Thomas Jefferson's landholdings in Albemarle County totaled some 5,000 acres. To manage this vast estate, Jefferson divided the land into separate "farms." The area surrounding the planter's dwelling constituted the "home farm"; for Jefferson, this was Monticello mountain. Outlying lands were divided into manageable parcels known as "quarter farms" and were run by resident overseers.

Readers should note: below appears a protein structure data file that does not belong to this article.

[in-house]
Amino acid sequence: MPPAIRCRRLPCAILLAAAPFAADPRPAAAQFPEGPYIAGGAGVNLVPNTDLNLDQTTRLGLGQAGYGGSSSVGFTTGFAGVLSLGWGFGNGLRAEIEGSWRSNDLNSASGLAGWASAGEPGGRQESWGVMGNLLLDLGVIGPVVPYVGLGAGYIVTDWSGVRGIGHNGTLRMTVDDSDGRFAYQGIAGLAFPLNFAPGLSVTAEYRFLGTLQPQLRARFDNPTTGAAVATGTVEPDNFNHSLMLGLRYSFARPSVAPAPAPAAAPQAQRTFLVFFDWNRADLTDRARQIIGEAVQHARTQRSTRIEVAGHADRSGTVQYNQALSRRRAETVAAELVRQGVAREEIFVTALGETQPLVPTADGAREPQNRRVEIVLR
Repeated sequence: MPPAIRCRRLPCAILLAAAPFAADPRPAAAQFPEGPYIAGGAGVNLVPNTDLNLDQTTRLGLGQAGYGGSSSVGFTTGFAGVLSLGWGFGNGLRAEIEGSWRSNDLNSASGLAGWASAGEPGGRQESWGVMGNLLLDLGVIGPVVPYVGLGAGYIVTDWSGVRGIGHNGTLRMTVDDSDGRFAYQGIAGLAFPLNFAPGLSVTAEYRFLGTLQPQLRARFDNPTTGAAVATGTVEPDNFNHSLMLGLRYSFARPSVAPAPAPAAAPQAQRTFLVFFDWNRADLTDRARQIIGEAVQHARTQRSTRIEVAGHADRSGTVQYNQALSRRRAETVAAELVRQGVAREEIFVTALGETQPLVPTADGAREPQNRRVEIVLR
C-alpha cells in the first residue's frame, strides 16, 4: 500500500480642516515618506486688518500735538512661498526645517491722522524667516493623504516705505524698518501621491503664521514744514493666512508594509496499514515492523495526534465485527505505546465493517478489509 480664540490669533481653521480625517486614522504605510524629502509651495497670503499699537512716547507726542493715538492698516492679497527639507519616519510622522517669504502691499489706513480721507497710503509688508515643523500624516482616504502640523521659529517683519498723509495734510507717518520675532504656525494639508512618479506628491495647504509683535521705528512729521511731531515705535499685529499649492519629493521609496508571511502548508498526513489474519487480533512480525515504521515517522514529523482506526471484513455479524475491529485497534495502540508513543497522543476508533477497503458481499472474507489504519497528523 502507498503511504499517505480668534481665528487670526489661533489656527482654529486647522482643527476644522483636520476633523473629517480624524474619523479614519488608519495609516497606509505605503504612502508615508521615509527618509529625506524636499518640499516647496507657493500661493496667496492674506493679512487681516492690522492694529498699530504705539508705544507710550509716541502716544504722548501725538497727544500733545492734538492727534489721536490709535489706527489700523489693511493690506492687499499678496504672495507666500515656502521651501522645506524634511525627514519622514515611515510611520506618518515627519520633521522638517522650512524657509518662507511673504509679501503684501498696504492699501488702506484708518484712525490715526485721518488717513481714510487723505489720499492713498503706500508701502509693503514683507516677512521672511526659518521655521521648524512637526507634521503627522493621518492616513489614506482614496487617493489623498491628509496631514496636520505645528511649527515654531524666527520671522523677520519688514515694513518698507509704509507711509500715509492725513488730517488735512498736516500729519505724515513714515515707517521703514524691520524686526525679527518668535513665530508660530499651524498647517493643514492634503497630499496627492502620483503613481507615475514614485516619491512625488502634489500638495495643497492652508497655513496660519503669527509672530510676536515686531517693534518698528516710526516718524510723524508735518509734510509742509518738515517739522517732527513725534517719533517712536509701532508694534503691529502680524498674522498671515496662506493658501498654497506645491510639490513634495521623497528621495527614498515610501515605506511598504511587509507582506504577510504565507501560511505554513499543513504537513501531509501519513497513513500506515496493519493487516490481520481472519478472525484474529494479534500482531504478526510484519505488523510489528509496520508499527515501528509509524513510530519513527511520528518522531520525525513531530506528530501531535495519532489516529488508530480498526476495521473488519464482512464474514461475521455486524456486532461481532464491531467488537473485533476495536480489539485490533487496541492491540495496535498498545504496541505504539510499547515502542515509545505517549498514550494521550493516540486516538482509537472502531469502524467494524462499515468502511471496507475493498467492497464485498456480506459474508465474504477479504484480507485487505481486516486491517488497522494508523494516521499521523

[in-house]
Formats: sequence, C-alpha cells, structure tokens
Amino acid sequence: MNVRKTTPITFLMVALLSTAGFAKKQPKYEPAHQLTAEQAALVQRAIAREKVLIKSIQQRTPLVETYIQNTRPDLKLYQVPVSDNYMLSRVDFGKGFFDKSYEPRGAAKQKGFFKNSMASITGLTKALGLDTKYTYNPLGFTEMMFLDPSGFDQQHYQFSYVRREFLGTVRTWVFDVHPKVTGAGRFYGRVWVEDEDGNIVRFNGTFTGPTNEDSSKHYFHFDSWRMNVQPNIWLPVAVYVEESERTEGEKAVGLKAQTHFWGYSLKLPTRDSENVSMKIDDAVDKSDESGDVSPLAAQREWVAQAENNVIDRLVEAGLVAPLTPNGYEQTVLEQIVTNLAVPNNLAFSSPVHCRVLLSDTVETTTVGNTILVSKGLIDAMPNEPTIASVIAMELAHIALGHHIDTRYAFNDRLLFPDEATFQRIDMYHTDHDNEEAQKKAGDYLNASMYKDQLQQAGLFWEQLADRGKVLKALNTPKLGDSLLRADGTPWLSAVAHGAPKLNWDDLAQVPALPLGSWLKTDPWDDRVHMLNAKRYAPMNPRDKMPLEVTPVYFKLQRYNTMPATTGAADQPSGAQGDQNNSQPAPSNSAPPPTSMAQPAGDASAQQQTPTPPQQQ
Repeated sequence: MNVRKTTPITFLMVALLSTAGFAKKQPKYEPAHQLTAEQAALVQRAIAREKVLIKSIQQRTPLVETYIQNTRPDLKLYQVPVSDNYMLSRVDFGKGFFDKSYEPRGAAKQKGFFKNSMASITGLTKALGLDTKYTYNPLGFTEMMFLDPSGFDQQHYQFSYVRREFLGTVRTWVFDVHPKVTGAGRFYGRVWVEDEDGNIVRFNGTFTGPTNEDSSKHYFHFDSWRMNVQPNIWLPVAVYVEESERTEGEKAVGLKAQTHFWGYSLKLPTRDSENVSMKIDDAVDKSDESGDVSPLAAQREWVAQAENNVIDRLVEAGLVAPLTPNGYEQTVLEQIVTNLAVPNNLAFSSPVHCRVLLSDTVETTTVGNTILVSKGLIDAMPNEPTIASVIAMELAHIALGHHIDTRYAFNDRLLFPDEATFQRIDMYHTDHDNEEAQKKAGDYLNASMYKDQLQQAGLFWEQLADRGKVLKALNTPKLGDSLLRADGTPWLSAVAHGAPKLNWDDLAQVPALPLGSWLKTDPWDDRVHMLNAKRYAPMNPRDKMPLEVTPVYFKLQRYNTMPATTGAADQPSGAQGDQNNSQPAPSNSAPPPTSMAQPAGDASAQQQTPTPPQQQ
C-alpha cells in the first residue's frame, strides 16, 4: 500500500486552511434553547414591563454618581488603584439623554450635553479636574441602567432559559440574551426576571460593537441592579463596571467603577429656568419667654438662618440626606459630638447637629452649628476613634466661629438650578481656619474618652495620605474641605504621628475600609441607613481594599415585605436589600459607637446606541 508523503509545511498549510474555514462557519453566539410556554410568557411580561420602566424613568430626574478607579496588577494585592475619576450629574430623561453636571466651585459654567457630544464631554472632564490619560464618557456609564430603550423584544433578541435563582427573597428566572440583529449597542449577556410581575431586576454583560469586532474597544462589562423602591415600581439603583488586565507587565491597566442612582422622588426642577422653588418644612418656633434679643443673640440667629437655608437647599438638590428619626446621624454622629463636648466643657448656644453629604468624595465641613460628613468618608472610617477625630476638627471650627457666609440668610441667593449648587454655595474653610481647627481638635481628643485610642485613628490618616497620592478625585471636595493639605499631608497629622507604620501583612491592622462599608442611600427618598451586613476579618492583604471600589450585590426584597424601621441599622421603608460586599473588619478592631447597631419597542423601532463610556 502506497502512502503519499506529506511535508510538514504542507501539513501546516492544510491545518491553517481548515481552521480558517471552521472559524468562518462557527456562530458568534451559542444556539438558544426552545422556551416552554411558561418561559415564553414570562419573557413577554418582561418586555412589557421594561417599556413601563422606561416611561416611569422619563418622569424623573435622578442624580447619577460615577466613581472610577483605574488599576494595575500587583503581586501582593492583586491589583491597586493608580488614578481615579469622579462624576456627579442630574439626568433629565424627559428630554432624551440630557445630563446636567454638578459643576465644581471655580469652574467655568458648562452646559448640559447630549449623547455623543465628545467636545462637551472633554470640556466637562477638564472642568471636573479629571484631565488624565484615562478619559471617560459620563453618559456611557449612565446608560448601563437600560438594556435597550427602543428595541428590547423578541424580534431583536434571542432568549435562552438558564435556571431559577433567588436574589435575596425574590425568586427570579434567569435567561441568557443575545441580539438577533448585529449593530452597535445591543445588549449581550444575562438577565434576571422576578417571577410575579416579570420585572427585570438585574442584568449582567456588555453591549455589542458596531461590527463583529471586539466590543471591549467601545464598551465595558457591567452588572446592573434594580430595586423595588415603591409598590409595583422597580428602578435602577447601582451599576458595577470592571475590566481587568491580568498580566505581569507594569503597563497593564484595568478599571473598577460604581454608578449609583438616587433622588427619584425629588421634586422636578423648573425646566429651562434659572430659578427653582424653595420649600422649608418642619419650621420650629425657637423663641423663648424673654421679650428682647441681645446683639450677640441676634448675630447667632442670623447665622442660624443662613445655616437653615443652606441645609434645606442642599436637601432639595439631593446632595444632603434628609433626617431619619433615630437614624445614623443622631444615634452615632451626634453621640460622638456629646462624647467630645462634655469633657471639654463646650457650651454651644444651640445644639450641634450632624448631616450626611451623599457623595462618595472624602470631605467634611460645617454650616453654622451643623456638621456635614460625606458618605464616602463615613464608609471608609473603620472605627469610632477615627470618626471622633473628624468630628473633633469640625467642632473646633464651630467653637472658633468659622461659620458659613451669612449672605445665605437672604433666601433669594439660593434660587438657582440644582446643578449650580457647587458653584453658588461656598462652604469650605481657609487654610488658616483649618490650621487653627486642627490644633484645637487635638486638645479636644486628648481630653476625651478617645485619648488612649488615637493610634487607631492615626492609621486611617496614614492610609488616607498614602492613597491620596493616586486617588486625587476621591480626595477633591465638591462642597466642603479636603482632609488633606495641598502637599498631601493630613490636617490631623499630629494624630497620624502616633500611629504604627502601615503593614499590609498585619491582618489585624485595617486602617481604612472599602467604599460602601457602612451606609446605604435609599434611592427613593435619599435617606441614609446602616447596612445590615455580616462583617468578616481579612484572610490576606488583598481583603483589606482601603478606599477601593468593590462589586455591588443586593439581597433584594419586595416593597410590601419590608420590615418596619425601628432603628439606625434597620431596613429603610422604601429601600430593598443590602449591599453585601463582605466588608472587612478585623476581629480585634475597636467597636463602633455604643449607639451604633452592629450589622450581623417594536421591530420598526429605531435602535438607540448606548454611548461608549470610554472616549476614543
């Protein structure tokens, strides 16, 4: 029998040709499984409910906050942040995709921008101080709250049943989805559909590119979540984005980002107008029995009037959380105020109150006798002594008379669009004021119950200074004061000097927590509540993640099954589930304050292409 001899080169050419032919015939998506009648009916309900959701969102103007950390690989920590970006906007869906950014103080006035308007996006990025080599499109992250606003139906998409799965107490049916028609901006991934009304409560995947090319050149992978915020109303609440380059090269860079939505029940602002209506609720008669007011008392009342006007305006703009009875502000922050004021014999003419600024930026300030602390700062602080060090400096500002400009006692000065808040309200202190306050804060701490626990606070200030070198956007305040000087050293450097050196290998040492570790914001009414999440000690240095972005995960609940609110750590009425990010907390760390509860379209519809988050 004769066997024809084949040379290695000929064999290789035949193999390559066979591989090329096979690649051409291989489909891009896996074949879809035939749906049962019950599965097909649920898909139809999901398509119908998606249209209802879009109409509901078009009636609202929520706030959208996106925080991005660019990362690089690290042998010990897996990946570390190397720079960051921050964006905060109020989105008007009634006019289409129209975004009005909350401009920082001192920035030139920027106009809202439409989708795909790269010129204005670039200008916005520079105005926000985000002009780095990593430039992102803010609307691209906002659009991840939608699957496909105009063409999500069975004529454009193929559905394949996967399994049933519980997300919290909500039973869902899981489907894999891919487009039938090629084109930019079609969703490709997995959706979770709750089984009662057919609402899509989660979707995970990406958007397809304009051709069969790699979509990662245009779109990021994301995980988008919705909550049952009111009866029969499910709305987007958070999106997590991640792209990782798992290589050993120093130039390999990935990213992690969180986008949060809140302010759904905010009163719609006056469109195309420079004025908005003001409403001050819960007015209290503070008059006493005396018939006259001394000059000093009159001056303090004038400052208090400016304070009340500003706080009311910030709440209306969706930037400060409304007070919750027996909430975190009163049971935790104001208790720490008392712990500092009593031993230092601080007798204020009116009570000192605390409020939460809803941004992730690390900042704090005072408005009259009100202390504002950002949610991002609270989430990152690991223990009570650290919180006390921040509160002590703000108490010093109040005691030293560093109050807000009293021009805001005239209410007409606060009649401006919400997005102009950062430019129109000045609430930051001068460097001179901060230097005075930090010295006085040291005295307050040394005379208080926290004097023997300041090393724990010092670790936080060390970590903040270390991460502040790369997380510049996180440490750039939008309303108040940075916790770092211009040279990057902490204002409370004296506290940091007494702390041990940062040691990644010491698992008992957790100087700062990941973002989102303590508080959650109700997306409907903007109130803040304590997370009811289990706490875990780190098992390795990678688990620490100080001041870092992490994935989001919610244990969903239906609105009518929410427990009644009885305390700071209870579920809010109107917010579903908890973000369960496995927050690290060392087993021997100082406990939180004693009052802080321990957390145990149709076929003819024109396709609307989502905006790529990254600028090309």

Thomas Jefferson inherited his father’s plantation, slaves, and livelihood. Peter Jefferson was a planter, surveyor, county justice, member of the colonial Virginia legislature, and a loyal citizen of the British Empire. Jefferson’s mother, Jane Randolph Jefferson, belonged to one of the colony’s most prominent families.